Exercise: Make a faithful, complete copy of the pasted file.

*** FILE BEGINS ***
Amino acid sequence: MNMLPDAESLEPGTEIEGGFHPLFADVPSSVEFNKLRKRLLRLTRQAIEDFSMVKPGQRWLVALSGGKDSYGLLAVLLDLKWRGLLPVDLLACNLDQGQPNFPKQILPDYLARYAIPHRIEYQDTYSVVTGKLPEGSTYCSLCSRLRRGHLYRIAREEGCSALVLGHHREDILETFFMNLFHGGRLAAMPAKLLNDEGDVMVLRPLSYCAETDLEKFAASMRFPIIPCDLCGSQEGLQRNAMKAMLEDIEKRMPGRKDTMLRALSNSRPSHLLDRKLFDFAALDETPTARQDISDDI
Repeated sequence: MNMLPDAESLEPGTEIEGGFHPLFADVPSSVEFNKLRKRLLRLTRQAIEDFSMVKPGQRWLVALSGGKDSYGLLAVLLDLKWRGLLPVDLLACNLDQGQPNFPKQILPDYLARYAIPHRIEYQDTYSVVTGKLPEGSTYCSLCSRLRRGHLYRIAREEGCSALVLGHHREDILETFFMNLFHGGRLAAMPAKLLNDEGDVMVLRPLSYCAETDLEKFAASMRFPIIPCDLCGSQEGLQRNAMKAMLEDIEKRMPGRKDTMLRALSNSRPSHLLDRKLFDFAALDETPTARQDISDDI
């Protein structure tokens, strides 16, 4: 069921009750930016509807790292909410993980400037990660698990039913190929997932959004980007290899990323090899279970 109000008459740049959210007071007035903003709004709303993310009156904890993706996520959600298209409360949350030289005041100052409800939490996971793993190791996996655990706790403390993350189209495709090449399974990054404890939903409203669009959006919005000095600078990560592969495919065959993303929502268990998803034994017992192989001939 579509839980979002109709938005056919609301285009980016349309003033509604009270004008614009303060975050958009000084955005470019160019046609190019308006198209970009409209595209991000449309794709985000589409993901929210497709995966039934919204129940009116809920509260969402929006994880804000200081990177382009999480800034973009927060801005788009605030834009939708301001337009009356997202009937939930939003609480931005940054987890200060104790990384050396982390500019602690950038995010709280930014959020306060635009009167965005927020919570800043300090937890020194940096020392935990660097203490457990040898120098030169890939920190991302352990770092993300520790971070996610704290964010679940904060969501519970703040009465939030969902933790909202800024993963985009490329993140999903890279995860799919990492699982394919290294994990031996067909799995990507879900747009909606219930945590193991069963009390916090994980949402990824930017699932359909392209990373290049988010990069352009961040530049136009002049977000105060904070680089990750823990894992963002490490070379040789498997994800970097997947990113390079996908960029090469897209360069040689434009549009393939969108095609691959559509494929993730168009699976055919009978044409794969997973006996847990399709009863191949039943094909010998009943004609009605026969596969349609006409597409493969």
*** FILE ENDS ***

Amino acid sequence: MNMLPDAESLEPGTEIEGGFHPLFADVPSSVEFNKLRKRLLRLTRQAIEDFSMVKPGQRWLVALSGGKDSYGLLAVLLDLKWRGLLPVDLLACNLDQGQPNFPKQILPDYLARYAIPHRIEYQDTYSVVTGKLPEGSTYCSLCSRLRRGHLYRIAREEGCSALVLGHHREDILETFFMNLFHGGRLAAMPAKLLNDEGDVMVLRPLSYCAETDLEKFAASMRFPIIPCDLCGSQEGLQRNAMKAMLEDIEKRMPGRKDTMLRALSNSRPSHLLDRKLFDFAALDETPTARQDISDDI
Repeated sequence: MNMLPDAESLEPGTEIEGGFHPLFADVPSSVEFNKLRKRLLRLTRQAIEDFSMVKPGQRWLVALSGGKDSYGLLAVLLDLKWRGLLPVDLLACNLDQGQPNFPKQILPDYLARYAIPHRIEYQDTYSVVTGKLPEGSTYCSLCSRLRRGHLYRIAREEGCSALVLGHHREDILETFFMNLFHGGRLAAMPAKLLNDEGDVMVLRPLSYCAETDLEKFAASMRFPIIPCDLCGSQEGLQRNAMKAMLEDIEKRMPGRKDTMLRALSNSRPSHLLDRKLFDFAALDETPTARQDISDDI
């Protein structure tokens, strides 16, 4: 069921009750930016509807790292909410993980400037990660698990039913190929997932959004980007290899990323090899279970 109000008459740049959210007071007035903003709004709303993310009156904890993706996520959600298209409360949350030289005041100052409800939490996971793993190791996996655990706790403390993350189209495709090449399974990054404890939903409203669009959006919005000095600078990560592969495919065959993303929502268990998803034994017992192989001939 579509839980979002109709938005056919609301285009980016349309003033509604009270004008614009303060975050958009000084955005470019160019046609190019308006198209970009409209595209991000449309794709985000589409993901929210497709995966039934919204129940009116809920509260969402929006994880804000200081990177382009999480800034973009927060801005788009605030834009939708301001337009009356997202009937939930939003609480931005940054987890200060104790990384050396982390500019602690950038995010709280930014959020306060635009009167965005927020919570800043300090937890020194940096020392935990660097203490457990040898120098030169890939920190991302352990770092993300520790971070996610704290964010679940904060969501519970703040009465939030969902933790909202800024993963985009490329993140999903890279995860799919990492699982394919290294994990031996067909799995990507879900747009909606219930945590193991069963009390916090994980949402990824930017699932359909392209990373290049988010990069352009961040530049136009002049977000105060904070680089990750823990894992963002490490070379040789498997994800970097997947990113390079996908960029090469897209360069040689434009549009393939969108095609691959559509494929993730168009699976055919009978044409794969997973006996847990399709009863191949039943094909010998009943004609009605026969596969349609006409597409493969």